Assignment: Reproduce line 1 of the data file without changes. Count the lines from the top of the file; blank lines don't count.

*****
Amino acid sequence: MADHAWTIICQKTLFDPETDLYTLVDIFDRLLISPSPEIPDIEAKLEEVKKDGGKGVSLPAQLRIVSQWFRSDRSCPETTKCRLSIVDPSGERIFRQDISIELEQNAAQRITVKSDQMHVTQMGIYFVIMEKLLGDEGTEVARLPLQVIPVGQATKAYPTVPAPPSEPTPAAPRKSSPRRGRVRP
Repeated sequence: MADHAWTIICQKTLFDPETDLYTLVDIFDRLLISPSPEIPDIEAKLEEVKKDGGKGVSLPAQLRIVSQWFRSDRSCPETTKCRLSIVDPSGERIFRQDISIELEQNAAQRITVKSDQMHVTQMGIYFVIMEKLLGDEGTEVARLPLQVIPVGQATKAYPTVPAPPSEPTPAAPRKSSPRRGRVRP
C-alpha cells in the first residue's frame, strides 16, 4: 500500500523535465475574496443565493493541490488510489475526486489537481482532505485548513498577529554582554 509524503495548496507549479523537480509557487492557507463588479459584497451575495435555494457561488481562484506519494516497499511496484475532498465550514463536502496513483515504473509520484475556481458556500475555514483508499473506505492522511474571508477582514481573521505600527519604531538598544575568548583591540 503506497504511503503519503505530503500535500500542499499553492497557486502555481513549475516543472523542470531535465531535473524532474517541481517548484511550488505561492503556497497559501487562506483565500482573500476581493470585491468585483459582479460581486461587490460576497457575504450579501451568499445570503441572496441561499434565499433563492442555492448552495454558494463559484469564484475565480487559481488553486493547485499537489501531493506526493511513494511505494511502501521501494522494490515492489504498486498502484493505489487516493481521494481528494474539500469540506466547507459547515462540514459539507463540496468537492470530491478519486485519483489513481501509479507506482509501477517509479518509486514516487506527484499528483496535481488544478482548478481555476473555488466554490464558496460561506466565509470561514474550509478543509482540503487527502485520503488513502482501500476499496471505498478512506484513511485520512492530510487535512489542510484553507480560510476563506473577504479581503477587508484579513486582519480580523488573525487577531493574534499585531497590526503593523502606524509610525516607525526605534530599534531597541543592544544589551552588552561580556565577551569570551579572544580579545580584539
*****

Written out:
Amino acid sequence: MADHAWTIICQKTLFDPETDLYTLVDIFDRLLISPSPEIPDIEAKLEEVKKDGGKGVSLPAQLRIVSQWFRSDRSCPETTKCRLSIVDPSGERIFRQDISIELEQNAAQRITVKSDQMHVTQMGIYFVIMEKLLGDEGTEVARLPLQVIPVGQATKAYPTVPAPPSEPTPAAPRKSSPRRGRVRP